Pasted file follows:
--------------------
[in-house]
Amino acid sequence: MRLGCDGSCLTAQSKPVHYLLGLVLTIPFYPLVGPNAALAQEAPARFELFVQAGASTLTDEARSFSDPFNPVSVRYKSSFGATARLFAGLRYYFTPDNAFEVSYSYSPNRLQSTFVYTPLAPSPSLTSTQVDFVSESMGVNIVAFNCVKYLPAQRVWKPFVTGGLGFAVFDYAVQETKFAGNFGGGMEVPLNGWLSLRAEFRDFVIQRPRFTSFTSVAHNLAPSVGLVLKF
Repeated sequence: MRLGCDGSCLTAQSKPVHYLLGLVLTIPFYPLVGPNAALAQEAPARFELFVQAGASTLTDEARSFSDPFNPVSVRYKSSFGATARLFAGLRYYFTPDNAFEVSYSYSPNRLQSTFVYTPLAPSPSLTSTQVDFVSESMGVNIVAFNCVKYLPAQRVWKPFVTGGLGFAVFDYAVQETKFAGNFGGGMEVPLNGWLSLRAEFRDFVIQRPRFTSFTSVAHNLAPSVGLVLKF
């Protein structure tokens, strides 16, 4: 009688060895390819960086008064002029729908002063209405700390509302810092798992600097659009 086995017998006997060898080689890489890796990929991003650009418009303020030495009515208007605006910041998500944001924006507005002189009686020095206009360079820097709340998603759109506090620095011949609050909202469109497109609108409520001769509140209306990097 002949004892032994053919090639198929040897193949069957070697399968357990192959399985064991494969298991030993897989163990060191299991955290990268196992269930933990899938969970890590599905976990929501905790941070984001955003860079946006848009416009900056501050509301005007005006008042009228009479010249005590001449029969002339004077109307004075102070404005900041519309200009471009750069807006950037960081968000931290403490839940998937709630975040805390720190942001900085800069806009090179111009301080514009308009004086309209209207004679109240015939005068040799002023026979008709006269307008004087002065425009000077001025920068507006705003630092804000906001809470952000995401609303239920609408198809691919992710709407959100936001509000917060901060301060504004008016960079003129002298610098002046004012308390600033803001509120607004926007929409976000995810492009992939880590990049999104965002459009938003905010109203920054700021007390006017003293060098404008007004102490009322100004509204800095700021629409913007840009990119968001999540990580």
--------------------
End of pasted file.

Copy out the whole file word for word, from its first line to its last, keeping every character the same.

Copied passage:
[in-house]
Amino acid sequence: MRLGCDGSCLTAQSKPVHYLLGLVLTIPFYPLVGPNAALAQEAPARFELFVQAGASTLTDEARSFSDPFNPVSVRYKSSFGATARLFAGLRYYFTPDNAFEVSYSYSPNRLQSTFVYTPLAPSPSLTSTQVDFVSESMGVNIVAFNCVKYLPAQRVWKPFVTGGLGFAVFDYAVQETKFAGNFGGGMEVPLNGWLSLRAEFRDFVIQRPRFTSFTSVAHNLAPSVGLVLKF
Repeated sequence: MRLGCDGSCLTAQSKPVHYLLGLVLTIPFYPLVGPNAALAQEAPARFELFVQAGASTLTDEARSFSDPFNPVSVRYKSSFGATARLFAGLRYYFTPDNAFEVSYSYSPNRLQSTFVYTPLAPSPSLTSTQVDFVSESMGVNIVAFNCVKYLPAQRVWKPFVTGGLGFAVFDYAVQETKFAGNFGGGMEVPLNGWLSLRAEFRDFVIQRPRFTSFTSVAHNLAPSVGLVLKF
């Protein structure tokens, strides 16, 4: 009688060895390819960086008064002029729908002063209405700390509302810092798992600097659009 086995017998006997060898080689890489890796990929991003650009418009303020030495009515208007605006910041998500944001924006507005002189009686020095206009360079820097709340998603759109506090620095011949609050909202469109497109609108409520001769509140209306990097 002949004892032994053919090639198929040897193949069957070697399968357990192959399985064991494969298991030993897989163990060191299991955290990268196992269930933990899938969970890590599905976990929501905790941070984001955003860079946006848009416009900056501050509301005007005006008042009228009479010249005590001449029969002339004077109307004075102070404005900041519309200009471009750069807006950037960081968000931290403490839940998937709630975040805390720190942001900085800069806009090179111009301080514009308009004086309209209207004679109240015939005068040799002023026979008709006269307008004087002065425009000077001025920068507006705003630092804000906001809470952000995401609303239920609408198809691919992710709407959100936001509000917060901060301060504004008016960079003129002298610098002046004012308390600033803001509120607004926007929409976000995810492009992939880590990049999104965002459009938003905010109203920054700021007390006017003293060098404008007004102490009322100004509204800095700021629409913007840009990119968001999540990580």